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Graham Jenkins
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Graham Jenkins is a former senior editor of ESPNscrum
New Zealand Rugby
The Real McCaw
Graham Jenkins
November 26, 2012
New Zealand captain Richie McCaw, Scotland v New Zealand, Murrayfield, Edinburgh, Scotland, November 11, 2012
No player deserves a break from the game more than All Blacks talisman Richie McCaw © PA Photos
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Richie McCaw's annual audition for the International Rugby Board Player of the Year honour will reach a climax this weekend when he leads New Zealand into battle against England at Twickenham.

The All Blacks' talisman will return to English rugby's HQ, where he has never tasted defeat, looking to cap another epic 12 months that saw his Rugby World Cup winning-side refuse to rest on their laurels and instead simply raised the bar again. That unstinting quest for excellence brought them their latest piece of silverware - The Rugby Championship trophy - with McCaw the driving force throughout another gruelling season.

McCaw could be forgiven for winding down but that is not his way - far from it. He was central to proceedings at the Millennium Stadium on Saturday and was rewarded with the Man of the Match honour just as he was on his Test debut against Ireland in 2001 and has been countless times in the decade or so spanning those two games.

Should he follow this latest accolade up with what would be a fourth Player of the Year award then few will query his selection but the IRB suits may struggle to locate the recipient with McCaw poised to vanish off the rugby radar like former All Blacks prop Keith Murdoch. But there will be no mystery as to the reason for McCaw's disappearing act with the 31-year-old having announced his decision earlier this year to activate the sabbatical clause in his current contract with the New Zealand Rugby Union.

"I hope he packs up a bag with b****r all in it and disappears," said All Blacks coach Steve Hansen following their latest tour success. "I hope he goes somewhere no one knows anything about rugby and he gets left alone and can be Richie McCaw and not Richie McCaw - the All Blacks' captain. That is what we will be encouraging him to do and that is what he needs."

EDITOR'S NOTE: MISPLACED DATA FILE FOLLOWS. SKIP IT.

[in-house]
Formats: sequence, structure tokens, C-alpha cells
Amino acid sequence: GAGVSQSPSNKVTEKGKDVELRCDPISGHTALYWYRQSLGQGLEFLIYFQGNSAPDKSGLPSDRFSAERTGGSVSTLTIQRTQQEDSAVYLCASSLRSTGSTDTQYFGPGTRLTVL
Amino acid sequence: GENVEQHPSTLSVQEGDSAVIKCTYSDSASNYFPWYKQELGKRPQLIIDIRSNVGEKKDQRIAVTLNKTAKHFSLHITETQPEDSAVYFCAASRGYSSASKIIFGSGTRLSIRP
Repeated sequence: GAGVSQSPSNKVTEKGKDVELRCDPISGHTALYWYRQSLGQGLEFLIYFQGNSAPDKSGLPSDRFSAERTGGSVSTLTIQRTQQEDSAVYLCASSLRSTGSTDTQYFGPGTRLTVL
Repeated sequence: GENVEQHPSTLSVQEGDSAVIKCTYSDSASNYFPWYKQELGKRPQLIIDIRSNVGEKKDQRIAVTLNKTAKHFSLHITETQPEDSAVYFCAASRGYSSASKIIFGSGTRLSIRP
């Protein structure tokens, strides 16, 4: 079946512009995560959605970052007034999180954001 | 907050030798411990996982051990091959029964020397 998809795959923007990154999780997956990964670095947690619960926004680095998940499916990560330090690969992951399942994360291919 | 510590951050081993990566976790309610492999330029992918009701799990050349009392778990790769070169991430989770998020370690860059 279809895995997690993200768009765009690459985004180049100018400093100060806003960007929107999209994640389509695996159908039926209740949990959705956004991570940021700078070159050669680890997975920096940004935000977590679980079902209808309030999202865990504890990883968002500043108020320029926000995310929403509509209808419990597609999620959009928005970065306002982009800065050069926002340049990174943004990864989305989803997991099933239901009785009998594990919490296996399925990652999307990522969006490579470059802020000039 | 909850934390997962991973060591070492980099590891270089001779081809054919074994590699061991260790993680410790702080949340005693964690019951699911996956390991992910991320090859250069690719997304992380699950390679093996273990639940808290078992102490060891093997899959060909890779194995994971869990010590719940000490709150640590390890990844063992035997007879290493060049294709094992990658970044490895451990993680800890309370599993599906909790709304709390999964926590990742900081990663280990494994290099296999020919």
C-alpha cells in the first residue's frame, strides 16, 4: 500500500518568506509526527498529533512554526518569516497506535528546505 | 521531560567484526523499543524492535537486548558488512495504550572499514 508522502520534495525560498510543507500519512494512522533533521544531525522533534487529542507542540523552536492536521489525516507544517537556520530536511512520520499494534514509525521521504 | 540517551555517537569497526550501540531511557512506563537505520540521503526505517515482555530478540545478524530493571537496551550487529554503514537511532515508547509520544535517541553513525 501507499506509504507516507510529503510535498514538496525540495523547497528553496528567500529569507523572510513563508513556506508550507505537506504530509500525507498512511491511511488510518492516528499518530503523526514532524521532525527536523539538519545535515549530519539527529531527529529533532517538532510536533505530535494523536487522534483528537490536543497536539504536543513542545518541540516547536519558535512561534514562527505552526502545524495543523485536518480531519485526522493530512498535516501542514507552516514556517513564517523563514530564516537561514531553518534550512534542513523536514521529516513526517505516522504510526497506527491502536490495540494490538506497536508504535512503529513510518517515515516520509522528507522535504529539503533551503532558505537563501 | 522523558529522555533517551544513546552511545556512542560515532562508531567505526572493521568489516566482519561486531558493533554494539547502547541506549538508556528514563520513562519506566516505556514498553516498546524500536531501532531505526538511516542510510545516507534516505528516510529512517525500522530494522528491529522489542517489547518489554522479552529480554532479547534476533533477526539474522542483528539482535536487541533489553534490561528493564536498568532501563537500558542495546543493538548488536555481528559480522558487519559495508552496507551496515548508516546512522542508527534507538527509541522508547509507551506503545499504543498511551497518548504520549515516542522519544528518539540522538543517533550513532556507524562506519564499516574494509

Hansen is resigned to being without his most influential player for next June's series with France with McCaw likely return to Super Rugby duties just in time to prove his fitness for the All Blacks' defence of the Rugby Championship. Fitness is something McCaw struggled with during their run to World Cup glory but Hansen insists that the preservation of the flanker's mind is just as important as that of his body.

"At some point you have got to be allowed to step out of that big bubble and have a bit of 'me time'. It's not physical, he just needs some time to enjoy life without being in that spotlight all the time. I'm not sure where he can go where nobody knows him. But we'll do a bit of research and buy him a ticket."

Hansen is aware better than most what McCaw has given to New Zealand rugby since emerging as a major talent at the turn of the new millennium but also what makes the man. McCaw is not one to court exposure - you will not find him on Twitter - and his life outside rugby has been a closed book - until now that is with the publication of his autobiography The Real McCaw.

 
"It is a simple yet effective message to himself and serves as evidence that hard work and dedication - plus a substantial amount of talent - will carry you to great heights."
 

The book offers a rare insight into the mind of the most consistent player of the professional era. From his Oamaru roots to the pain and glory of his side's quest to lift the sport's biggest prize on home soil, many of the secrets of his success are laid bare in an honest account of his life - penned with the help of Kiwi journalist Greg McGee.